Dr Isolde de Villiers, Dr Yimin Zhao, and Dr Erwin Nugraha
Funding period: 1 April 2023 – 30 June 2024
Type of funding: Seminar Series
Host institutions: Faculty of Law, University of the Free State (South Africa), Resilience Development Initiative (Indonesia), School of Public Administration and Policy, Renmin University of China (China), Saw Swee Hock Southeast Asia Centre, London School of Economics and Political Science (United Kingdom), and Institute of Hazard, Risk and Resilience, Durham University (United Kingdom).
Dates: September 2023 (Bandung, Indonesia), October 2023 (Bloemfontein, South Africa), and 2024 (Durham, UK).
Lead organisers: Dr Isolde de Villiers (University of the Free State), Dr Yimin Zhao (Renmin University of China / University of Zurich), and Dr Erwin Nugraha (Resilience Development Initiative)
Team members: Dr Julia Wesely (University of Natural Resources and Life Sciences, Vienna) and Dr Hanna A Ruszczyk (Durham University).
Contact: Dr Isolde de Villiers
Abstract: In this seminar series, we expand on the term “overlooked cities” to mark our collective critique of the indifferent views on cities that are marginalised, off-the-map and under-theorised due to the logic of domination and control. Post-colonial critiques have equipped us in the past few decades with an alternative lens to shift our focus from selected Western cities to the urban majority (Bhan, 2019; Robinson, 2006, 2022; Simone, 2010, 2018). With the term “overlooked cities”, or simply “overlookedness” we want to move a step further and capture new possibilities of articulating under-studied and under-represented spaces in global urban studies.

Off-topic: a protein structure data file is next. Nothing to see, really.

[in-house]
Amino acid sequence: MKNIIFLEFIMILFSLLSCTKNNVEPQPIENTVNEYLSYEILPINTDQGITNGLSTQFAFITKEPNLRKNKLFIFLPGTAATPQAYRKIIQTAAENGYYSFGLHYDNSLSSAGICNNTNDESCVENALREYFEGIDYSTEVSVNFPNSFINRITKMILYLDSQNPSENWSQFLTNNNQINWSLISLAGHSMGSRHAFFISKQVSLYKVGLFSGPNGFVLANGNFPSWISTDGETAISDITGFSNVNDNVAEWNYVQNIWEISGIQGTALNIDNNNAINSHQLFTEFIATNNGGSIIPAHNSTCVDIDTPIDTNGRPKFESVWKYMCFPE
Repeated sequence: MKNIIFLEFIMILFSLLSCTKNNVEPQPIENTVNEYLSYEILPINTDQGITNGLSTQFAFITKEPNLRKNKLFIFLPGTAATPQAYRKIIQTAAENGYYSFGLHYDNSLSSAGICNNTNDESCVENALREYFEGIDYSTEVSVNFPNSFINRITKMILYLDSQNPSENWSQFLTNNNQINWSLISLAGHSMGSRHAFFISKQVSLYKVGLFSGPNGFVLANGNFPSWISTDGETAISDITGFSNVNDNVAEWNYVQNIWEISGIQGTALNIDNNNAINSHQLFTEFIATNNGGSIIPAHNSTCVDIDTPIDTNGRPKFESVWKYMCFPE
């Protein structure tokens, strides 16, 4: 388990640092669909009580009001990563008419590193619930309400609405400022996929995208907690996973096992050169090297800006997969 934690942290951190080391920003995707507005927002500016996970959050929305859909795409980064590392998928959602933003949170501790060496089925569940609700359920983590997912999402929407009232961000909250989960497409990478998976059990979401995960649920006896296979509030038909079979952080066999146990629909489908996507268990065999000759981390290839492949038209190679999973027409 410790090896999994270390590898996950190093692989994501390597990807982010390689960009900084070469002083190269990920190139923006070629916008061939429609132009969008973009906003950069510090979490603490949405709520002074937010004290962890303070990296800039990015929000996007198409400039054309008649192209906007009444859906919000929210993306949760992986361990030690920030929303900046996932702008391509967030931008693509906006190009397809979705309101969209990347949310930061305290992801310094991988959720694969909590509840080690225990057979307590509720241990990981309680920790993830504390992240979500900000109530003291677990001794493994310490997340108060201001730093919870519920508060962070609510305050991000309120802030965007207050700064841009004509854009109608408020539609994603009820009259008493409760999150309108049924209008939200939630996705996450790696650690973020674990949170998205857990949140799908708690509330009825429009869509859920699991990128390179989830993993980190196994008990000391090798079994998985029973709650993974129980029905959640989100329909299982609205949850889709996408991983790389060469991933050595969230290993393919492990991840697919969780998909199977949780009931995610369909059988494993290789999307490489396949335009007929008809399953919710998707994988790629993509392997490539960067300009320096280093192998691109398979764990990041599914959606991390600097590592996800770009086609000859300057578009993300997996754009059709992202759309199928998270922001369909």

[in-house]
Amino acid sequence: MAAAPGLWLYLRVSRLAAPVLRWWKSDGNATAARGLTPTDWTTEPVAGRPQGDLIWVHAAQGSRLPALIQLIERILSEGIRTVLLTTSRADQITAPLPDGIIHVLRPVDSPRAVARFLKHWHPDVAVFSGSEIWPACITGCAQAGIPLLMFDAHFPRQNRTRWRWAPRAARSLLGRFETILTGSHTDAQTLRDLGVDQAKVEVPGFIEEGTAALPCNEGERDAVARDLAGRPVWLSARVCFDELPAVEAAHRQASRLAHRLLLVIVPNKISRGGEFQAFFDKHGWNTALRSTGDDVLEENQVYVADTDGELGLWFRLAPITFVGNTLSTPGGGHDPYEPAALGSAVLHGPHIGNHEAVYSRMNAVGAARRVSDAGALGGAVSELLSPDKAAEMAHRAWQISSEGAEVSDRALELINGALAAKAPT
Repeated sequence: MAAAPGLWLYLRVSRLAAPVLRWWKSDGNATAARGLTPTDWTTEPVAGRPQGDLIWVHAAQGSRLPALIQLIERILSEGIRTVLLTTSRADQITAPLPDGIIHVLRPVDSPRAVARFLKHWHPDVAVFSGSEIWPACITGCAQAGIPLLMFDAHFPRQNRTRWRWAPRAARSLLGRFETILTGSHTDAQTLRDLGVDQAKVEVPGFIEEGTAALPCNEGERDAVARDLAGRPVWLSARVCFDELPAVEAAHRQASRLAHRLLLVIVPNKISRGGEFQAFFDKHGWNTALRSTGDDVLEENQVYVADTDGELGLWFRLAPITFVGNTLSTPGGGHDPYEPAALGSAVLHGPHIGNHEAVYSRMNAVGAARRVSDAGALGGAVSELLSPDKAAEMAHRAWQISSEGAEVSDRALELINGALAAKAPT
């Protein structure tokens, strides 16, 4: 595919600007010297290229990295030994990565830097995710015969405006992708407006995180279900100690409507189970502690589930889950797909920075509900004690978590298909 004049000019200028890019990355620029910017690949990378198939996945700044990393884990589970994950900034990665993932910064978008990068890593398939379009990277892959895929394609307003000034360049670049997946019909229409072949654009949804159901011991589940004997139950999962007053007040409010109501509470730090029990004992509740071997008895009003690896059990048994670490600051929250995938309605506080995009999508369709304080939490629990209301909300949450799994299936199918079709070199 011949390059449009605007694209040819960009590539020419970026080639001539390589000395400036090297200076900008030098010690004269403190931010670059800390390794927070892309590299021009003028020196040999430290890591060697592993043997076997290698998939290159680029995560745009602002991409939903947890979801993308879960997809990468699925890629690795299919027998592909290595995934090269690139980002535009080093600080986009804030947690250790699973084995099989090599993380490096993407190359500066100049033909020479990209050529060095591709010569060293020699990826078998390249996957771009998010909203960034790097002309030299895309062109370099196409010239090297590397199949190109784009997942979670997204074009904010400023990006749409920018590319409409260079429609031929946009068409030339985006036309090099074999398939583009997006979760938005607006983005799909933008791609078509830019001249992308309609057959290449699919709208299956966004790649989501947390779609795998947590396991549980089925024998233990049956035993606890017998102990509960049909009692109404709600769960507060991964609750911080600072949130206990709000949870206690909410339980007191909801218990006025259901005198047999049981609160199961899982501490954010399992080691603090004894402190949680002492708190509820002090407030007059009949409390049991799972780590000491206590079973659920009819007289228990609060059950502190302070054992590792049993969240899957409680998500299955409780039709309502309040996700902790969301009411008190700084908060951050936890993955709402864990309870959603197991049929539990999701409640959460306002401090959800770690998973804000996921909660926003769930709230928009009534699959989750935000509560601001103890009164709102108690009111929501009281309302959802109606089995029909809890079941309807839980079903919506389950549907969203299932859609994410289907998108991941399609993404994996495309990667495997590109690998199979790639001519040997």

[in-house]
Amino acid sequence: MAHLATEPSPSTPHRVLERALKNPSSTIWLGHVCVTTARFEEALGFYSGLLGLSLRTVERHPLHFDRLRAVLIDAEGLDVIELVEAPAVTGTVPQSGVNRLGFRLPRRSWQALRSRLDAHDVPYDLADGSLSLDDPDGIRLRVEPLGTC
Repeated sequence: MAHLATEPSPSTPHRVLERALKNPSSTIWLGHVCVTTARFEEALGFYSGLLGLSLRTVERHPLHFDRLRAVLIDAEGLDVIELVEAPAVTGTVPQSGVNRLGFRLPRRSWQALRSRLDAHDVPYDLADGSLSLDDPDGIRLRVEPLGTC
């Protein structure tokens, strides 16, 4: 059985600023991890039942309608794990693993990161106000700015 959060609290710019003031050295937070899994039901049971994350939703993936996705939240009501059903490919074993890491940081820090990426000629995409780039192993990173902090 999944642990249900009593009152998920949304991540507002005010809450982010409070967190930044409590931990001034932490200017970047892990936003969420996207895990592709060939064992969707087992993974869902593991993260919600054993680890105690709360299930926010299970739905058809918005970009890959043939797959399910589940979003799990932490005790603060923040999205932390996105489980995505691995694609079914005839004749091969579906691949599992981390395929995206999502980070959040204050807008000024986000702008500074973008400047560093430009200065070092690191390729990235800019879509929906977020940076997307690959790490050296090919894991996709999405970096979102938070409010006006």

This series aims to elaborate on counter-overlooking as a critical pathway to contest historical and contemporary neglect of cities and their dynamics – especially in Africa and Asia. This entails to continue reflecting on the geographies of seeing, and we plan to bring together different groups of researchers, academics, practitioners and particularly early career researchers (ECRs) across South Africa, East and Southeast Asia, and West Europe, from diverse disciplines, to work together and in a gender-balanced way on shaping the global agenda of counter-overlooking the urban majority. We focus on three aspects particularly: firstly, the historical and contemporary debates on the connection between overlookedness and ordinariness; secondly, counter-overlooking as an emerging, collectivising agenda in global urban studies, especially around the knowledge-policy-justice nexus; thirdly, mapping the overlooked urban conditions and interrogating the ethos and praxis of overlooked/ness and their planning implications.
Three seminar events will be organised to embrace counter-overlooking as intellectual, political and ethical commitment towards the urban majority via a conference, ECRs workshop and mentoring, a colloquium, and an agenda-setting workshop. In so doing, we will be able to register the interconnections between the diverse urban experiences and unpack overlookedness as a form of neglect, redress knowledge imbalances in global urban studies, and reorient research and planning practices.